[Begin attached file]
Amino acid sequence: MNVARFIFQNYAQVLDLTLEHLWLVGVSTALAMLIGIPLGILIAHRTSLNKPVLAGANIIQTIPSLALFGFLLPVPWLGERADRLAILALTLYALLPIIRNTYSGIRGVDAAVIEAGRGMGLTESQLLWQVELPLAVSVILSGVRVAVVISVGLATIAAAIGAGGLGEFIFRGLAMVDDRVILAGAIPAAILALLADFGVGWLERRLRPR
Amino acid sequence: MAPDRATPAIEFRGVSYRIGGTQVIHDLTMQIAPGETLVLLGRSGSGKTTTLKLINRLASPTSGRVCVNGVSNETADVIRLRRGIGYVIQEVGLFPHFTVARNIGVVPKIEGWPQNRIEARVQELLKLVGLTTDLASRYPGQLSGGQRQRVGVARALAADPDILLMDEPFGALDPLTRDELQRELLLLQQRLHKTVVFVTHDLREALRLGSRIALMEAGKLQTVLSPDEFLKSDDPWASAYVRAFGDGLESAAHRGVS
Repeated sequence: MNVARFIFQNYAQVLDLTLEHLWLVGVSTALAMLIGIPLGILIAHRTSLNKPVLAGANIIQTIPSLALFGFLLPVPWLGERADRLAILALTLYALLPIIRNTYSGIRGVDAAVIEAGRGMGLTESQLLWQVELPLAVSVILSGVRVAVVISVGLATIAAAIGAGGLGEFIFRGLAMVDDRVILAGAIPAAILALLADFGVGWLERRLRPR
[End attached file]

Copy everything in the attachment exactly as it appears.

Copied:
Amino acid sequence: MNVARFIFQNYAQVLDLTLEHLWLVGVSTALAMLIGIPLGILIAHRTSLNKPVLAGANIIQTIPSLALFGFLLPVPWLGERADRLAILALTLYALLPIIRNTYSGIRGVDAAVIEAGRGMGLTESQLLWQVELPLAVSVILSGVRVAVVISVGLATIAAAIGAGGLGEFIFRGLAMVDDRVILAGAIPAAILALLADFGVGWLERRLRPR
Amino acid sequence: MAPDRATPAIEFRGVSYRIGGTQVIHDLTMQIAPGETLVLLGRSGSGKTTTLKLINRLASPTSGRVCVNGVSNETADVIRLRRGIGYVIQEVGLFPHFTVARNIGVVPKIEGWPQNRIEARVQELLKLVGLTTDLASRYPGQLSGGQRQRVGVARALAADPDILLMDEPFGALDPLTRDELQRELLLLQQRLHKTVVFVTHDLREALRLGSRIALMEAGKLQTVLSPDEFLKSDDPWASAYVRAFGDGLESAAHRGVS
Repeated sequence: MNVARFIFQNYAQVLDLTLEHLWLVGVSTALAMLIGIPLGILIAHRTSLNKPVLAGANIIQTIPSLALFGFLLPVPWLGERADRLAILALTLYALLPIIRNTYSGIRGVDAAVIEAGRGMGLTESQLLWQVELPLAVSVILSGVRVAVVISVGLATIAAAIGAGGLGEFIFRGLAMVDDRVILAGAIPAAILALLADFGVGWLERRLRPR